And yet I definitely thought that I could make it as an actor because I knew I was good at it (go figure).

Through the achievement of my life-goals, I was looking for an identity that I thought would render me cool, happy, and fulfilled like people you see in advertisements.

I wanted that end-goal. I wanted that state.

English speakers seemed cool. Backpackers seemed cool. Boyfriends seemed cool. Actors seemed cool as well.

So I did all of these things because I wanted to be cool too.

And there I was, looking at my birthday cake, with my achievements under my belt.

The problem was: I wasn’t feeling any cooler nor happier.

Quite the opposite.

Don’t Waste Your Time Becoming Someone You Are Not

I thought I had to become someone to do something. That did not end up being the case.

The truth is that I already was who I had to be to do what I wanted to do. All that was left to be done was…doing it.

The mental map I had constructed as a 7-year-old kid was the following.

I am not happy nor cool → English-speaker; actors; boyfriends; Australians look cool and happy → if I want to be cool and happy, I must become like them.

And so I did.

When I look back today on this journey, I can draw two lessons out of it.

1. He who works towards his goals is happy

Believe it or not, happiness is not an end-state, it is a by-product stemming out of the process of going after a meaningful lie-goal.

If one of your life-goals is to walk to Jerusalem, you won’t be happy once you reach Jerusalem (you will in fact be miserable). You’ll be happy on your way to Jerusalem.

2. Achieving your goals makes you in fact miserable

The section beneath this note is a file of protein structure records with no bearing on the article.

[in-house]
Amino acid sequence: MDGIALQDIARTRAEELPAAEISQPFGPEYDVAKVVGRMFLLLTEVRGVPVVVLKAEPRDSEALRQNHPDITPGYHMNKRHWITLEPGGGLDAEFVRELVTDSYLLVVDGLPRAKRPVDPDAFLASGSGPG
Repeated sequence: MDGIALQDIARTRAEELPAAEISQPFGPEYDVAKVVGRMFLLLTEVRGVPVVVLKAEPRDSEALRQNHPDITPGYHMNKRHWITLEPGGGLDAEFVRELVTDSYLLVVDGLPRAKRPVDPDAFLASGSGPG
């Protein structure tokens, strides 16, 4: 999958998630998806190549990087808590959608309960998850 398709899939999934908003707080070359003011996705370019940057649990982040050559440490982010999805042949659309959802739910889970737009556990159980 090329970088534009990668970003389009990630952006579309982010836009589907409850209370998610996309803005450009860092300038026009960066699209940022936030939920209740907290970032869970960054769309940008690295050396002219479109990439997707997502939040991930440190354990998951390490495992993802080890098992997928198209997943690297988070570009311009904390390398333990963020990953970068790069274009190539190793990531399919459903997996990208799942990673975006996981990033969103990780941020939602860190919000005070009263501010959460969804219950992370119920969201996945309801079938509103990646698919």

As humans, we are driven by the need to achieve something (anything) which gives us a reason to wake up in the morning. Some people want to have a successful career, others wish to take care of their family, some dedicate their lives to their gods and others seek freedom through reaching financial independence. Some just want to love and be loved.

If you rob people of their goals, they’ll become miserable.

This is essentially what happens when you achieve them.

Suddenly, you don’t have anything to wake up for anymore.

The Bottom Line

As I blew my candles, I knew what I needed to do.

I had to find new life-goals.

I considered for a while visiting all countries on earth, but that was a rather empty and dumb desire.

I tried to go back to studying for a new bachelor, but I didn’t see the point of it.

I signed up to study for a third master’s, but it wasn’t an ideal use of my time.

Eventually, I did find out what I wanted to achieve next, but I will keep it for myself as you should never talk about your goals. 

When I look around me, I like to compare people working towards their life-goals like Jesus walking towards Mount Goliath. They behave as if the ultimate destination mattered the most as if reaching their life-goals will bring them happiness and redemption.

It won’t.

They are not aware that the happiness they so desperately seek is already there.

Obsessed with their final destination, they forget the most important part of the trip.

The journey.

Picture credits: Photo by Dino Reichmuth on Unsplash